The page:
A nutritional supplement combining pre- and probiotics may help prevent asthma in children with atopic dermatitis, a type of eczema.
In the first study of its kind, scientists have uncovered clues about how the health of the gut might affect immune system health to halt the progression of allergic conditions.
Itchy, wheezy, sneezy
Atopic dermatitis is a chronic, inflammatory, itching skin disorder that often starts during infancy. Up to 40% of children affected by atopic dermatitis will go on to develop asthma later in childhood.
The prevalence of allergic diseases (including atopic dermatitis, asthma, and allergic rhinitis) has increased over the past several decades. It’s been suggested that changes in the intestinal flora—that is, the “good” bugs that reside on your insides—could be responsible for the observed jump in these conditions.
It starts in the gut
Probiotics like acidophilus are living microorganisms with beneficial effects in the gut and throughout the body. They can help
- boost immune function,
- increase resistance to infection,
- inhibit the growth of harmful bacteria,
- and promote healthy digestion.
Prebiotics are non-digestible food ingredients, such as fructooligosaccharides, that provide fuel for probiotics to thrive on. Since pre- and probiotics work synergistically, together they are referred to as synbiotics.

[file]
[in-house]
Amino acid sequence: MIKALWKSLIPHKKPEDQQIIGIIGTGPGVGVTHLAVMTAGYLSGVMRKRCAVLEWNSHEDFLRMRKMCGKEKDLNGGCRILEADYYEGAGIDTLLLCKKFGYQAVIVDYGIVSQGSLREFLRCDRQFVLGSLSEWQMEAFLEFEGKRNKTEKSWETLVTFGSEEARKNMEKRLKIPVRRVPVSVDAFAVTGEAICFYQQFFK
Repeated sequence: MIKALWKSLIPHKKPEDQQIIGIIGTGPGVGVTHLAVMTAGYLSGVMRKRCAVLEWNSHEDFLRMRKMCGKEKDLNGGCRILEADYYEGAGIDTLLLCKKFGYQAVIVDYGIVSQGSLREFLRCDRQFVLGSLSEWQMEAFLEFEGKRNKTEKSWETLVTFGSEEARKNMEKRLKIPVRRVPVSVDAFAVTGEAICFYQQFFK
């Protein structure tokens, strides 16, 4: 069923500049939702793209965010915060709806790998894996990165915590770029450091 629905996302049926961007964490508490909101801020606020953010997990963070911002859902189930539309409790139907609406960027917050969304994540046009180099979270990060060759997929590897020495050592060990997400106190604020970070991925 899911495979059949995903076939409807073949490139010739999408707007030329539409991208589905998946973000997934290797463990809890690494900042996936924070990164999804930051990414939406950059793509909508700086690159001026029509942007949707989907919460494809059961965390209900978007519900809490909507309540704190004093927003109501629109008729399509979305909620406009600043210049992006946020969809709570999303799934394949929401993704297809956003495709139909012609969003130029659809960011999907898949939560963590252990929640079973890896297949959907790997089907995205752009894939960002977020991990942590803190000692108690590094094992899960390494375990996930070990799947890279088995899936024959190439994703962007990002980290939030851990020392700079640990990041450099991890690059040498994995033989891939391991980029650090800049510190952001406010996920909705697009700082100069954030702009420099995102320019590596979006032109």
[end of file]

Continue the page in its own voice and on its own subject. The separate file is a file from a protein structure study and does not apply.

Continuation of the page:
Researchers from the Netherlands investigated the effect of a formula supplemented with synbiotics on 90 infants with atopic dermatitis. The aim of the study was to see if synbiotics could help prevent children with atopic dermatitis from developing asthma-like symptoms and the need for asthma medications.
- For 12 weeks, the babies were either given a hydrolyzed whey formula with the probiotic Bifidobacterium brevis and the prebiotics GOS (galactooligosaccharides) and FOS (fructooligosaccharides), or a placebo formula without the synbiotics.
- They underwent blood test for allergies, including those to cats, dogs, and dust mites at the beginning of the study and after one year.
- Parents kept tabs on their children’s respiratory symptoms and reported them to the investigators.
Of the 75 children who completed the study, children in the synbiotic group were 20% less likely to have frequent wheezing and 28% less likely to have wheezing and/or noisy breathing during the follow up period than were children in the placebo group. Babies who received the synbiotic-enriched formula were also much less likely to have to start taking asthma medications. Over the course of the study, 15% of children in the placebo group developed an allergy to cats, whereas none of the children in the synbiotic group did.
“These results suggest that this synbiotic mixture prevents asthma-like symptoms,” said lead author of the study, Leontien B. van der Aa of Emma Children’s Hospital in Amsterdam. “The infants that were included in our study will be followed up to age five to six, when they are old enough to determine whether this synbiotic mixture also prevents the development of asthma.”